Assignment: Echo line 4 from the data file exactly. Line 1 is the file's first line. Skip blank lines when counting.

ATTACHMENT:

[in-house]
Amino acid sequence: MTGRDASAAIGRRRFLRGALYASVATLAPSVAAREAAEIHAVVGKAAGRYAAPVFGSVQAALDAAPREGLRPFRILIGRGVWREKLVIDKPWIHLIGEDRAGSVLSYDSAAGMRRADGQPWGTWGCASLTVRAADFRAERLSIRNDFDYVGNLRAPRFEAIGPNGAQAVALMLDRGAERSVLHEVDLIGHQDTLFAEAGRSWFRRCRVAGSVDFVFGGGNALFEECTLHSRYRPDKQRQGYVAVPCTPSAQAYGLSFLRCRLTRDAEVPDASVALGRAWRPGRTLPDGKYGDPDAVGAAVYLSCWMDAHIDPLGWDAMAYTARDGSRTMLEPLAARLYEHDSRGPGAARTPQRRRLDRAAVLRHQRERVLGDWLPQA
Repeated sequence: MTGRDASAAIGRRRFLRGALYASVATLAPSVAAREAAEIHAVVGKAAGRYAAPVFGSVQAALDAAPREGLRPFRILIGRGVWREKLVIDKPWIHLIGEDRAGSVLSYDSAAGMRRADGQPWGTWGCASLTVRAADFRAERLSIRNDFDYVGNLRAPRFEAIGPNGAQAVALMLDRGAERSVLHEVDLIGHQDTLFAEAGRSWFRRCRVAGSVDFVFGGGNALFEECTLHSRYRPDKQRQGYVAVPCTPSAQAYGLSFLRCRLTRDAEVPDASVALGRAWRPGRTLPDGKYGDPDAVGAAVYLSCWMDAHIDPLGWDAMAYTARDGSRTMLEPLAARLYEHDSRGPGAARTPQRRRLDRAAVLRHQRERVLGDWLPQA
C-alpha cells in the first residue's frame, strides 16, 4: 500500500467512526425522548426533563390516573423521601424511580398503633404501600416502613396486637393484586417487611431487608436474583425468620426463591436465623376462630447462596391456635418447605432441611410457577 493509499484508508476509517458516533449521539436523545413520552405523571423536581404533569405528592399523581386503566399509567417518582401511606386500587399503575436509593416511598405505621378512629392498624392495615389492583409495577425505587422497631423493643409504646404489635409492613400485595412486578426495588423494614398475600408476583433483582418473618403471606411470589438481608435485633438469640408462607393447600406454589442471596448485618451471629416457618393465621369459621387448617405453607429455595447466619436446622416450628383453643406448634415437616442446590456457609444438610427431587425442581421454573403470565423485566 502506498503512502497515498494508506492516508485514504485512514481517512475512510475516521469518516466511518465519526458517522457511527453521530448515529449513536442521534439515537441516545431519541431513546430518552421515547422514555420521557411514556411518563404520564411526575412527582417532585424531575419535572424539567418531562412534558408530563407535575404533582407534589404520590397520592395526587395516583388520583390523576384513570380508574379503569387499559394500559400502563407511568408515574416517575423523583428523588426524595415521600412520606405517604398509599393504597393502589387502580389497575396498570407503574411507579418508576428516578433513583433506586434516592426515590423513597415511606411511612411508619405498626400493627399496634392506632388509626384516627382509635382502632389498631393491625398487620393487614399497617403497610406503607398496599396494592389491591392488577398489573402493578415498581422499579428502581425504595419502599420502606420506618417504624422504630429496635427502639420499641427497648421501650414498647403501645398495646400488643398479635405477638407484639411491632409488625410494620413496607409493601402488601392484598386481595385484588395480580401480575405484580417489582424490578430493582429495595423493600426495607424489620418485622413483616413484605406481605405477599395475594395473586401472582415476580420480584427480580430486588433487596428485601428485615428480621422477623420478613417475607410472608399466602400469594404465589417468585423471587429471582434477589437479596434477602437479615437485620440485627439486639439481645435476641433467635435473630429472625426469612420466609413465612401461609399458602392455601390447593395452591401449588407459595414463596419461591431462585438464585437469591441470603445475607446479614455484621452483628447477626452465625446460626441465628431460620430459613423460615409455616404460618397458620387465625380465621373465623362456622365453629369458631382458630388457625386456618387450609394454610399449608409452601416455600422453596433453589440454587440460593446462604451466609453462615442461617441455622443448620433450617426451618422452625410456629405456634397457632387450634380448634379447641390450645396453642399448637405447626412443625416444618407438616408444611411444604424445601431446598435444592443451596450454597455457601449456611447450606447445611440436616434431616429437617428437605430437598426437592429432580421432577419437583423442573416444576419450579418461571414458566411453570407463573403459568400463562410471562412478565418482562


C-alpha cells in the first residue's frame, strides 16, 4: 500500500467512526425522548426533563390516573423521601424511580398503633404501600416502613396486637393484586417487611431487608436474583425468620426463591436465623376462630447462596391456635418447605432441611410457577 493509499484508508476509517458516533449521539436523545413520552405523571423536581404533569405528592399523581386503566399509567417518582401511606386500587399503575436509593416511598405505621378512629392498624392495615389492583409495577425505587422497631423493643409504646404489635409492613400485595412486578426495588423494614398475600408476583433483582418473618403471606411470589438481608435485633438469640408462607393447600406454589442471596448485618451471629416457618393465621369459621387448617405453607429455595447466619436446622416450628383453643406448634415437616442446590456457609444438610427431587425442581421454573403470565423485566 502506498503512502497515498494508506492516508485514504485512514481517512475512510475516521469518516466511518465519526458517522457511527453521530448515529449513536442521534439515537441516545431519541431513546430518552421515547422514555420521557411514556411518563404520564411526575412527582417532585424531575419535572424539567418531562412534558408530563407535575404533582407534589404520590397520592395526587395516583388520583390523576384513570380508574379503569387499559394500559400502563407511568408515574416517575423523583428523588426524595415521600412520606405517604398509599393504597393502589387502580389497575396498570407503574411507579418508576428516578433513583433506586434516592426515590423513597415511606411511612411508619405498626400493627399496634392506632388509626384516627382509635382502632389498631393491625398487620393487614399497617403497610406503607398496599396494592389491591392488577398489573402493578415498581422499579428502581425504595419502599420502606420506618417504624422504630429496635427502639420499641427497648421501650414498647403501645398495646400488643398479635405477638407484639411491632409488625410494620413496607409493601402488601392484598386481595385484588395480580401480575405484580417489582424490578430493582429495595423493600426495607424489620418485622413483616413484605406481605405477599395475594395473586401472582415476580420480584427480580430486588433487596428485601428485615428480621422477623420478613417475607410472608399466602400469594404465589417468585423471587429471582434477589437479596434477602437479615437485620440485627439486639439481645435476641433467635435473630429472625426469612420466609413465612401461609399458602392455601390447593395452591401449588407459595414463596419461591431462585438464585437469591441470603445475607446479614455484621452483628447477626452465625446460626441465628431460620430459613423460615409455616404460618397458620387465625380465621373465623362456622365453629369458631382458630388457625386456618387450609394454610399449608409452601416455600422453596433453589440454587440460593446462604451466609453462615442461617441455622443448620433450617426451618422452625410456629405456634397457632387450634380448634379447641390450645396453642399448637405447626412443625416444618407438616408444611411444604424445601431446598435444592443451596450454597455457601449456611447450606447445611440436616434431616429437617428437605430437598426437592429432580421432577419437583423442573416444576419450579418461571414458566411453570407463573403459568400463562410471562412478565418482562